Bubble bursts in mud: White Island observations and insights from laboratory experiments (2015)
AuthorsEdwards, Matthew Johnshow all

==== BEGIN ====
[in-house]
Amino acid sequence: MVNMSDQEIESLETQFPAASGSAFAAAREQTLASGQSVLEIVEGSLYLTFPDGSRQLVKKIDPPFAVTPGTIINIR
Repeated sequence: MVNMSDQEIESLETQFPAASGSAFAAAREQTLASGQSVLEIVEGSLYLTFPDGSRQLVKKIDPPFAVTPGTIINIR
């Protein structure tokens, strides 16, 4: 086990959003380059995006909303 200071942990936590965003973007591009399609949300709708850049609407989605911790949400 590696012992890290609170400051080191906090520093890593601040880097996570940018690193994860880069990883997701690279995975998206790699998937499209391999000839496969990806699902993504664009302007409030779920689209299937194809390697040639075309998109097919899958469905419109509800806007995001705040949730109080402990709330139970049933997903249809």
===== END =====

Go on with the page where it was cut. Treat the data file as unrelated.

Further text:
Phreatic eruptions are common in the recorded history of White Island, New Zealand. Although the larger eruptions have been described in literature, little attention has yet been given to the smaller, more frequent phreatic activity. In addition, the style in which steam bubbles are released during phreatic eruptions at the surface can be highly variable and is poorly understood. Throughout 2013, multiple episodes of phreatic bubble bursts in a mud-sulphur pool occurred at White Island. The first of these episodes, lasting from January 15 to February 7, was well preserved in the video record by GNS staff, tourists and tour operators. Analysis of these videos showed that the mud surface expressions of rising bubbles varied over this period as the apparent high water fraction of the mud pool was first depleted and then regained. Here, these expressions are classified into four regimes, which progressed from 1) low ~8 m, highly fluidal structures to 2) brittle 'starbursting' of hemispheres and heaves of ~40 m height to 3) rapid gas jets followed by high heaves up to ~102 m and finally 4) dry mud venting up to ~67 m height with the complete pool desiccation. Regression back through these regimes from January 30 coincided with the pool returning to the initial fluidal state and a similar depth. Experimental modelling of bubble bursts in mud was conducted in order to identify the influence of viscosity and bubble shape, length and depth on the White Island regimes. An analogue to the White Island mud was created by mixing of kaolinite powder and water to controlled ratios. Bursts were performed at depths of 0.5, 5 and 10 cm in 9 different mud ratios corresponding to an increasing viscosity. Results of these experiments show that viscosity has a negative influence on heave heights but controls the transition from fluidal to brittle structures. Importantly, both a shallowing of bubble depth and an increase to bubble length are shown to increase the height of heaves. Relating experimental results to White Island observations provides insight to bubble processes not observable in the video record. The higher heaves observed in conjunction with viscosity increase imply that bubble morphology or depth must be varying throughout the episode. Here, increases in bubble length towards long, conduit-controlled slug-shaped bubbles is shown to be a possible mechanism for the increasing ejection heights. Decrease of the mud pool level by desiccation, results in shallower bubble depths, and is also considered to be an influence to the observed increased explosivity. The more brittle behaviour of bubble bursts and mud heaves is shown to be related to the increasing viscosity of the mud pool. These results ultimately fill an absence in knowledge of phreatic processes occurring at White Island. The evolution of the White Island eruption to more explosive regimes ejected ballistics to increasing distances. Similar bubble processes are associated with other volcanic and geothermal systems such as lava lakes and geysers. Evolution of eruptions at these systems could therefore result in similar ballistic hazards. Understanding the processes responsible for the White Island evolution may provide insight and improve hazard assessments at White Island and other systems around the globe.